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Urological Clinic Munich-Planegg

General infectiology

Causes of infections

The multiplication of bacteria (or other, rarer, pathogens) in the urogenital tract can lead to various forms of urinary tract infections. In about 80 - 90 % of cases, the inflammation is caused by ascending germs which enter the urinary tract naturally, i.e. via the urethra. In this case, we speak of ascending urinary tract infections. In most cases, the triggering pathogens are intestinal germs which are carried from the anal and perineal regions. The most common pathogen is the E. coli bacterium.

Acute cystitis is a problem that mainly affects women. The short urethra of female patients assists the penetration of germs into their urogenital tract. The ascension of germs during sexual intercourse and the choice of contraceptive may also play a role. Changes in the hormone balance during and after the menopause can also lead to a weakening of the defence mechanisms due to local oestrogen deficiency. Likewise, the hormone-induced dilatation of the urinary tract during pregnancy can lead to increased urinary tract infections.

Irrespective of gender, there is an increased risk of infection in cases of micturition disorders that give rise to the formation of residual urine, such as can occur in men, particularly where they have difficulty passing water due to benign prostate enlargement (benign prostate hyperplasia) or narrowing of the urethra (urethral stricture). In women, a micturition disorder is often caused by a lowering of the pelvic floor. In rare cases, neurological diseases can also be the cause of incomplete emptying of the bladder. In addition, there is an increased risk of infection when the urinary tract is interfered with, such as in the case of cystoscopies or catheter inserts. Other possible causes include obstruction of the urinary tract through urinary stones or other foreign bodies, disturbances of the immune system, as in the case of diabetes, or a genetic susceptibility to increased "adhesion" of bacteria to the mucous membranes of the urinary tract.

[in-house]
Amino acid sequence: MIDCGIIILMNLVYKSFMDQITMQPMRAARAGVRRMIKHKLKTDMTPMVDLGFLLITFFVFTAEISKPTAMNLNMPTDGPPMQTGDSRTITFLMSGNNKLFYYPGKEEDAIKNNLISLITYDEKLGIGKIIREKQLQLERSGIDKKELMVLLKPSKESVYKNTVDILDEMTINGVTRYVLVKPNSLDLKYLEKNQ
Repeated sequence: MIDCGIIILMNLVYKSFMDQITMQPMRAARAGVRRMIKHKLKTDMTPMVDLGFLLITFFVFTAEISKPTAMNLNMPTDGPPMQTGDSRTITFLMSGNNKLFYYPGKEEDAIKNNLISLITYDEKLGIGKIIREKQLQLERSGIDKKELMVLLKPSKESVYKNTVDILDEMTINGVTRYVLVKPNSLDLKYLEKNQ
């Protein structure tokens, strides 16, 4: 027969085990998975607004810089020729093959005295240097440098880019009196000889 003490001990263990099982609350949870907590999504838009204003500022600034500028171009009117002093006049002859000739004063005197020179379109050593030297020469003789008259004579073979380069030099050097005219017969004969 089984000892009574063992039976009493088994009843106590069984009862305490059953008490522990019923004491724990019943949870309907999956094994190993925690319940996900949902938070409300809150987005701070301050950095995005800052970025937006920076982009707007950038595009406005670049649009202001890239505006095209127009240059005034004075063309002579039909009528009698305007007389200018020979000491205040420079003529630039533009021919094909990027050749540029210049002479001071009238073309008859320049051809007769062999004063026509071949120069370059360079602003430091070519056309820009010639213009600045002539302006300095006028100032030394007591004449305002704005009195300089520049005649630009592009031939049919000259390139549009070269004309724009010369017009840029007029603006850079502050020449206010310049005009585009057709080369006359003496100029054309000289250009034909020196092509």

Other infection pathways, such as bacterial colonisation via the bloodstream (haematogenic), the lymphatic system (lymphogenic) or direct bacterial penetration (i.e. migration) of neighbouring organs are rare, but occur for example in patients with urogenital tuberculosis or in connection with renal abscesses. In the case of inflammatory processes, such as chronic inflammatory bowel diseases (ulcerative colitis, Crohn's disease), diverticulitis or gynaecological diseases of the female pelvis (ovarian or fallopian tube inflammation), local germ spread is possible, sometimes with fistula formation.

Symptoms and diagnosis

In addition to the typical symptoms of acute inflammation of the urinary tract, such as a burning sensation when urinating (dysuria), frequent urge to urinate (pollakiuria) and in some cases the presence of blood in the urine (haematuria), the urine is examined for inflammatory cells (leukocytes), red blood cells (erythrocytes) and bacterial decomposition products (nitrite) by means of a rapid test and microscopic urine examination. Usually, the so-called mid-stream urine is examined for this purpose. In certain cases it can be advisable to examine urine extracted from the bladder under sterile conditions by means of a catheter (catheter urine). In addition, a microbiological examination of the urine is carried out; a urine culture is prepared for this purpose. After application of the urine to various culture media, the bacteria are given time to grow in an incubator and after about 48 hours the bacterial count, the type of pathogen and the antibiotics tested as sensitive can be determined.
In the case of more severe inflammation, fever, shivering and a significant reduction in general wellbeing may also occur. Often, pain is then reported in the area of the kidneys or, in men, in the area of the prostate or testicles. For advanced inflammation of this kind, medical treatment is absolutely essential, and the patient should be seen by a urologist or taken to an emergency urological outpatient clinic immediately.